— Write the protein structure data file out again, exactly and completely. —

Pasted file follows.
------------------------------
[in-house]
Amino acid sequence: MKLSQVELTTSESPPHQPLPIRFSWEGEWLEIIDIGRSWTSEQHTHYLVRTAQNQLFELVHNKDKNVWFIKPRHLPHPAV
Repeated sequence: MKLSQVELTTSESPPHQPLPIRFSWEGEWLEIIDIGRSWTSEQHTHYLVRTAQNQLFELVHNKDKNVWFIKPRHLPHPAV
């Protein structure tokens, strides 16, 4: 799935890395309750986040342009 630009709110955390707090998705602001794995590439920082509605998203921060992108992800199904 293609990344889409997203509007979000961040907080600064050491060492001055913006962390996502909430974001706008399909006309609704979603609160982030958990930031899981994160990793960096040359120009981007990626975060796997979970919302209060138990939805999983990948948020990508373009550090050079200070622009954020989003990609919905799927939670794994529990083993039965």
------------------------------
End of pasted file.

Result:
[in-house]
Amino acid sequence: MKLSQVELTTSESPPHQPLPIRFSWEGEWLEIIDIGRSWTSEQHTHYLVRTAQNQLFELVHNKDKNVWFIKPRHLPHPAV
Repeated sequence: MKLSQVELTTSESPPHQPLPIRFSWEGEWLEIIDIGRSWTSEQHTHYLVRTAQNQLFELVHNKDKNVWFIKPRHLPHPAV
């Protein structure tokens, strides 16, 4: 799935890395309750986040342009 630009709110955390707090998705602001794995590439920082509605998203921060992108992800199904 293609990344889409997203509007979000961040907080600064050491060492001055913006962390996502909430974001706008399909006309609704979603609160982030958990930031899981994160990793960096040359120009981007990626975060796997979970919302209060138990939805999983990948948020990508373009550090050079200070622009954020989003990609919905799927939670794994529990083993039965």